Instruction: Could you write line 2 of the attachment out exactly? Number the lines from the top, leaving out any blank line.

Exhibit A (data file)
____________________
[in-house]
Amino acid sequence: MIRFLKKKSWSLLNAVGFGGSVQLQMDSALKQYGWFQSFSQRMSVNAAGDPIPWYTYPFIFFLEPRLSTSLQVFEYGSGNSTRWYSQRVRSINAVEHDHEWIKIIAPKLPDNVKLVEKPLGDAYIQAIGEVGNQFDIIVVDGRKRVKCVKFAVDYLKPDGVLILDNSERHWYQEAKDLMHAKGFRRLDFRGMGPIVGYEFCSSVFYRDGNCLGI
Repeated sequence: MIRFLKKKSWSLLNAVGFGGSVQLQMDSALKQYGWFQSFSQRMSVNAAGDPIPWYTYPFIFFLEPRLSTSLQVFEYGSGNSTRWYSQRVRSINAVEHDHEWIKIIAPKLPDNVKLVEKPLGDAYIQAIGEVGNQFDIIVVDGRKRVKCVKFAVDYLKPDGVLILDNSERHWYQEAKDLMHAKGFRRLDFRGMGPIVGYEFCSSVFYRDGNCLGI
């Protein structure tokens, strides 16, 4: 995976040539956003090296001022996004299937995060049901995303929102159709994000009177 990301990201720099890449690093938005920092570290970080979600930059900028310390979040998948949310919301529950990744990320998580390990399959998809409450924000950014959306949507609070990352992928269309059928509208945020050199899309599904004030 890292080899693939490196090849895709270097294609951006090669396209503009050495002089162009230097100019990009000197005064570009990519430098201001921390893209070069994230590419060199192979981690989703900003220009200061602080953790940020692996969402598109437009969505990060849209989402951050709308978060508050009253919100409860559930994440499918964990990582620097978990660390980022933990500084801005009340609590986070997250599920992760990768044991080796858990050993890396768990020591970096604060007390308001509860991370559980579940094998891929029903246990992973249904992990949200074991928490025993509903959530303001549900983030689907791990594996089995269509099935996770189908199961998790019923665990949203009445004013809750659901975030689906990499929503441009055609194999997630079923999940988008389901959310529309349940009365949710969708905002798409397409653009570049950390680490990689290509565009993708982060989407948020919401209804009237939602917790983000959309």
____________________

Amino acid sequence: MIRFLKKKSWSLLNAVGFGGSVQLQMDSALKQYGWFQSFSQRMSVNAAGDPIPWYTYPFIFFLEPRLSTSLQVFEYGSGNSTRWYSQRVRSINAVEHDHEWIKIIAPKLPDNVKLVEKPLGDAYIQAIGEVGNQFDIIVVDGRKRVKCVKFAVDYLKPDGVLILDNSERHWYQEAKDLMHAKGFRRLDFRGMGPIVGYEFCSSVFYRDGNCLGI